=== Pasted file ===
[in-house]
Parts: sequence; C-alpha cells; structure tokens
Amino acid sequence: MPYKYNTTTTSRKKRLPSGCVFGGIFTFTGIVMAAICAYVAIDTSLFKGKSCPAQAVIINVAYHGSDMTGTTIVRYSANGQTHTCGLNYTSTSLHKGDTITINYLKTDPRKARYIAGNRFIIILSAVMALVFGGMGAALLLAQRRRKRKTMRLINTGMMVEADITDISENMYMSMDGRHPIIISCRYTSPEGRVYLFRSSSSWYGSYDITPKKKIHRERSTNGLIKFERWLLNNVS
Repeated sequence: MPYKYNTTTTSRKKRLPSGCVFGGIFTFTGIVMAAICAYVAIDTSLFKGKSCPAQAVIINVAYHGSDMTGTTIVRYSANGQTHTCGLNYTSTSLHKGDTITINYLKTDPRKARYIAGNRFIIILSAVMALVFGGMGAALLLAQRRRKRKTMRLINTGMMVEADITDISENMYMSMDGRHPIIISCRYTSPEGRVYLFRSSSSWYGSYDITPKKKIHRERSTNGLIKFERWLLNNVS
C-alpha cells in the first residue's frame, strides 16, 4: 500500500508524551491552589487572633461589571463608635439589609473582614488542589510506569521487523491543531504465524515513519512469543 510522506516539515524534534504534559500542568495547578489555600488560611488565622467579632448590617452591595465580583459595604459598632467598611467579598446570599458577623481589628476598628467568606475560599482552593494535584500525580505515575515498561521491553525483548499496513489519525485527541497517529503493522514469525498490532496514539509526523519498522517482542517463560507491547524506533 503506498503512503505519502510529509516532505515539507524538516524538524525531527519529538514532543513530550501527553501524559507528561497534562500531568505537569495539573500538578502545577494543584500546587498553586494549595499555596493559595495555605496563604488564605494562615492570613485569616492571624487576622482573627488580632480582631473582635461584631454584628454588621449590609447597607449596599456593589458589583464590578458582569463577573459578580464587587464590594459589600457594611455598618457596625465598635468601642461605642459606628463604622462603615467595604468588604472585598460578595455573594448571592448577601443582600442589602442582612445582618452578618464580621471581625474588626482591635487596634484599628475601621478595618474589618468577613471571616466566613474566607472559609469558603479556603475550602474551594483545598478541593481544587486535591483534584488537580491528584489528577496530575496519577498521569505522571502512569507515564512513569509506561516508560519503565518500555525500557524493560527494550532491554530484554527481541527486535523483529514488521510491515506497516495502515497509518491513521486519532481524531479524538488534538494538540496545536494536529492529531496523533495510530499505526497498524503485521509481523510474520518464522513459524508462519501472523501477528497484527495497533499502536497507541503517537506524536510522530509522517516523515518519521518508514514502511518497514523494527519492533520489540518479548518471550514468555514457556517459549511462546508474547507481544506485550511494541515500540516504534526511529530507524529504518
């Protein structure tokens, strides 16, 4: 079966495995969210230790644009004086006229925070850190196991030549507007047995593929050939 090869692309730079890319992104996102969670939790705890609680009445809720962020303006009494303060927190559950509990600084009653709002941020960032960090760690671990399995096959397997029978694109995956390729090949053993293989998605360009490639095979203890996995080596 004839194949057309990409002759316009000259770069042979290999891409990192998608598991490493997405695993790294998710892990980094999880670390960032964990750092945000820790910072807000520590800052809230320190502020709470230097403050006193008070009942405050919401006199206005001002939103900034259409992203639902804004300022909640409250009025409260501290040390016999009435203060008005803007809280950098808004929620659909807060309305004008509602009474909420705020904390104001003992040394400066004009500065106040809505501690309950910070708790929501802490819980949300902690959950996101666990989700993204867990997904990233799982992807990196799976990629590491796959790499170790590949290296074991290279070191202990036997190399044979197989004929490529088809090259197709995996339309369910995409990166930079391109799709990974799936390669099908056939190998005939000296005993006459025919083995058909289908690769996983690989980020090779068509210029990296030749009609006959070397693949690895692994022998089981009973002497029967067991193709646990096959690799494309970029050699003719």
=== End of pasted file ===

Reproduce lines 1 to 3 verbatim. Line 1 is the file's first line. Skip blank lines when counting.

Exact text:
[in-house]
Parts: sequence; C-alpha cells; structure tokens
Amino acid sequence: MPYKYNTTTTSRKKRLPSGCVFGGIFTFTGIVMAAICAYVAIDTSLFKGKSCPAQAVIINVAYHGSDMTGTTIVRYSANGQTHTCGLNYTSTSLHKGDTITINYLKTDPRKARYIAGNRFIIILSAVMALVFGGMGAALLLAQRRRKRKTMRLINTGMMVEADITDISENMYMSMDGRHPIIISCRYTSPEGRVYLFRSSSSWYGSYDITPKKKIHRERSTNGLIKFERWLLNNVS